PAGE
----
Wrongful termination is a violation of the law but often difficult to prove without the expert advice of a trusted Miami wrongful termination lawyer. Termination that occurred on the basis of discrimination, harassment or illegal retaliation due to complaints about discrimination, unpaid wages, requests for medical leave, workers’ compensation, and/or reporting illegal activity constitutes wrongful termination.
In most wrongful termination cases based on discrimination, the employee will need to file a formal claim with the Equal Employment Opportunity Commission (EEOC) within months of the termination.
The EEOC is the federal government agency responsible for enforcing anti-discrimination laws in the workplace. Legal experts agree that an employment law attorney should file the wrongful termination claim with the EEOC on your behalf.
Before filing, the attorney will gather evidence that discrimination and/or retaliation ultimately resulted in your wrongful termination. Any skilled wrongful termination attorney in Miami or Florida would agree that the strongest claims are backed by compelling evidence such as text messages, emails, witnesses or showing that the reason for termination is false and an employee was treated differently than those in a similarly situated position. Given the nature of your claim, this may be emotionally upsetting; the investigation may require you to recollect traumatic events to maximize the strength of your claim from the start.
In the meantime, start thinking about your time at work and how others in your same or similar position were treated differently and why the stated reason for termination is false. State and federal employment laws protect employees who are discriminated against in the workplace.What Types of Discrimination Does the EEOC Recognize?
- Equal Pay
- Medical Accommodation Requests
- Medical Condition
- Medical Leave
- National Origin
Sometimes discrimination is more subtle, leaving employees blindsided by wrongful termination.
Carefully consider the workplace environment and whether employees in the same or similar roles receive equal treatment.
- Company Policies
- Were company policies equally enforced? For example, Sara and Bill were 35-minutes late to work every morning but the employer only reprimanded Sara.
- Employee Benefits
- Did the employer offer equal benefits to employees with identical job classifications? For example, John and Lisa started working for a medical supplies company at the same time and had the same job duties, qualifications, and job title, yet John drove a company car; Lisa was denied one plus John made an additional $10,000 per year.
- Hiring Process
- Was the employer’s on-boarding process the same for employees with identical job classifications? For example, there are two identical job openings at Company A. Equally qualified applicants Drew and Mark pass the interview and told they’ll be notified by phone about a decision. The next day, Drew, a white man, gets a call; he got the job. Mark, a black man, also gets a call; he’ll get the job, too, but only if he produces three additional references.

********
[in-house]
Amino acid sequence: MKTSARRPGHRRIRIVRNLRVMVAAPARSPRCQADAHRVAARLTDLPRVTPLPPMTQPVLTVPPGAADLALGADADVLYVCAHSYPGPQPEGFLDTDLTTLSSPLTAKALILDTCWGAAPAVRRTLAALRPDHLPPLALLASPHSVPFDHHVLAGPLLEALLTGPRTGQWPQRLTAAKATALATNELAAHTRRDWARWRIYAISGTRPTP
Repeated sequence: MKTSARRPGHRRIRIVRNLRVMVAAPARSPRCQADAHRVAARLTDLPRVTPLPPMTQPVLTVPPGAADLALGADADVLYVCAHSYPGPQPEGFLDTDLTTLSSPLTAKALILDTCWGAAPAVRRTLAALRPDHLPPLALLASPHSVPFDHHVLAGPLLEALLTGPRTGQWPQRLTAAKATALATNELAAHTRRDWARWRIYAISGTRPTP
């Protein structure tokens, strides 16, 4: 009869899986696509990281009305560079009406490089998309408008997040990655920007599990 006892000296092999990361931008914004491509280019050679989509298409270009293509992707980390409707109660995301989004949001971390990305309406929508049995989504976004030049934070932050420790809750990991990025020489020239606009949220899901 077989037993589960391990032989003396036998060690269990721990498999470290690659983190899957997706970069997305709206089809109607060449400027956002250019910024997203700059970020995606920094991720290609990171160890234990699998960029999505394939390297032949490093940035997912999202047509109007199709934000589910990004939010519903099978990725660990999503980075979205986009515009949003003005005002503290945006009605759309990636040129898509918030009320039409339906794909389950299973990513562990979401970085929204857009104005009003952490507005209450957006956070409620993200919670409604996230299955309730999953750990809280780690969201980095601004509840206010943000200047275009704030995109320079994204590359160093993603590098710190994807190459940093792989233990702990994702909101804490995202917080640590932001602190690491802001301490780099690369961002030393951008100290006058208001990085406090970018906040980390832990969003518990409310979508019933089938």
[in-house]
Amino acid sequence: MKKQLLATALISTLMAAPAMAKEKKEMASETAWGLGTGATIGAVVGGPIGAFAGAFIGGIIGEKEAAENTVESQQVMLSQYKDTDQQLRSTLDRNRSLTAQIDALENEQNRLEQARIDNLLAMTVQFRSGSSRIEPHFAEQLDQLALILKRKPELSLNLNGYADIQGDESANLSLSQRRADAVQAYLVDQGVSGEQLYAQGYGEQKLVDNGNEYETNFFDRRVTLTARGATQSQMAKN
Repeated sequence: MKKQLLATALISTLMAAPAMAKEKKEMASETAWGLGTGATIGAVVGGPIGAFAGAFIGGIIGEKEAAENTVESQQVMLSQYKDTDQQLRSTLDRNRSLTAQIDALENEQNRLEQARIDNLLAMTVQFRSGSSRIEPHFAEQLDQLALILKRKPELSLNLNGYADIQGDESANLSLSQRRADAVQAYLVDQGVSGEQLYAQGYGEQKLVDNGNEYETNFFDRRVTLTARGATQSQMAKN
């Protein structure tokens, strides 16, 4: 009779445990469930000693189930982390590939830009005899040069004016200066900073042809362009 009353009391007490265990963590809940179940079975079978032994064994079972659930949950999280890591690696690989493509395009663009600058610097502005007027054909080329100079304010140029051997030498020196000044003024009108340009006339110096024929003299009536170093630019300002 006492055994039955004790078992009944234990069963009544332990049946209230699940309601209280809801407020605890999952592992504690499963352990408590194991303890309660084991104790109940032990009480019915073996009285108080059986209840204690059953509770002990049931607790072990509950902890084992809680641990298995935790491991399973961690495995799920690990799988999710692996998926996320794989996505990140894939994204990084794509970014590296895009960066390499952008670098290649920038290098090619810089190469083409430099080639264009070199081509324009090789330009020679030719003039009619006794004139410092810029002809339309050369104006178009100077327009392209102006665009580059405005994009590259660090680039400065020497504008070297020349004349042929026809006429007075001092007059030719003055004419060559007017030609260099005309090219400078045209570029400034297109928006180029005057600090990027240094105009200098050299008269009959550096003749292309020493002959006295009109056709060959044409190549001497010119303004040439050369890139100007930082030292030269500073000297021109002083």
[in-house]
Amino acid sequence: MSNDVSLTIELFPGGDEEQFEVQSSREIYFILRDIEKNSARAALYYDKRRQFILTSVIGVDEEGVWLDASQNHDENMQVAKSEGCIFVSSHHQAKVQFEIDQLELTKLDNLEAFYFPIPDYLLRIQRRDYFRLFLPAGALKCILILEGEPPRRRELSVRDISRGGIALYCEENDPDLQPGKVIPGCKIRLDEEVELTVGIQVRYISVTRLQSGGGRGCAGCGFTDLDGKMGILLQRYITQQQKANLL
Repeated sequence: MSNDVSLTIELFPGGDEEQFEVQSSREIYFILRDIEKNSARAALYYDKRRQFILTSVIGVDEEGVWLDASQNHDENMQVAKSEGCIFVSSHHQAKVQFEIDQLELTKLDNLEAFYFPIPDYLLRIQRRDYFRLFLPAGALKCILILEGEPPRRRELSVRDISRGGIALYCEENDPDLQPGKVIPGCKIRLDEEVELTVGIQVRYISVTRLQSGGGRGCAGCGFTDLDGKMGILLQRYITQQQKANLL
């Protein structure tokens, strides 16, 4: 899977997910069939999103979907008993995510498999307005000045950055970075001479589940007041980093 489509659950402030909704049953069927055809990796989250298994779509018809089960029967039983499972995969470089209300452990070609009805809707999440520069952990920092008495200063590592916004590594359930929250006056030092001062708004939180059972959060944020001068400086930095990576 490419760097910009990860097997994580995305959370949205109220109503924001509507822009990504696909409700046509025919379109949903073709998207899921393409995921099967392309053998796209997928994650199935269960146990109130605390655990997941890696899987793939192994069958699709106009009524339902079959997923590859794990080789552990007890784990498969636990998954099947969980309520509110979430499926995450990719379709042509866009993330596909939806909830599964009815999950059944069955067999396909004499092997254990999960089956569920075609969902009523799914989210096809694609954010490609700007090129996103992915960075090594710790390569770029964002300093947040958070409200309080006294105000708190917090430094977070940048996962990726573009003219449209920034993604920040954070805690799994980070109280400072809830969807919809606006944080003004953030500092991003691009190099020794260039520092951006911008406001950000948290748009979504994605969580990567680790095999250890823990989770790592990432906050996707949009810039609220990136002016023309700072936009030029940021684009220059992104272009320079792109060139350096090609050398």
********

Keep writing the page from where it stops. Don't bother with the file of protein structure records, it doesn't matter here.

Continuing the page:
- Rate of Pay
- Were similarly classified employees paid equally? For example, 60-year-old Carl works as a forklift operator and makes $15 an hour. His 25-year-old co-worked Manny also drives a forklift but makes $19 an hour for the same work.
- Termination History
- Did the employer regularly terminate employees from certain minority groups? For example, Company A terminated 20 employees last year--ten men, ten women. Of the 20, though, 15 were Muslim with great performance records.
- Workload Distribution
- Did the employer evenly distribute the workload among employees? For example, Kat, a graphic designer at a boutique agency, announced she was pregnant. Shortly thereafter, her supervisor doubled Kat’s workload.
- Workplace Injury and Benefits Request
- Did the employer treat employees who were injured on the job equally? For example, Matt and Corey were injured on the job. Their employer allowed Matt to work from home but required Corey to work on-site despite having the same back injury.
An overwhelming majority of the American workforce is “at-will,” meaning that employment is presumed to be voluntary and indefinite. In other words, you may quit for any reason, at any time, without warning. It’s also important to realize that an employer has the right to terminate you for almost any reason, at any time, without warning. Thankfully, it is illegal for an employer to terminate you on the basis of discrimination and/or retaliation for complaining about discrimination, workplace injuries, illegal activities or other protected activities.
What is Discrimination?
The bottom line: discrimination against an applicant and/or employee on the basis of race, color, religion, sex, national origin, disability, or age is illegal. It happens, though. And workplace discrimination manifests in many different ways. Some examples include:
- Racial Discrimination
- For example, a qualified candidate is denied the job solely based on the color of their skin.
- Gender Discrimination
- For example, an inexperienced male employee is promoted over a qualified female candidate.
- Religious Discrimination
- For example, a Jewish employee receives less training than a Christian colleague, limiting their job proficiency and jeopardizing job security.
- Disability Discrimination
- For example, a new, non-vital job duty that prevents employees with disabilities from working.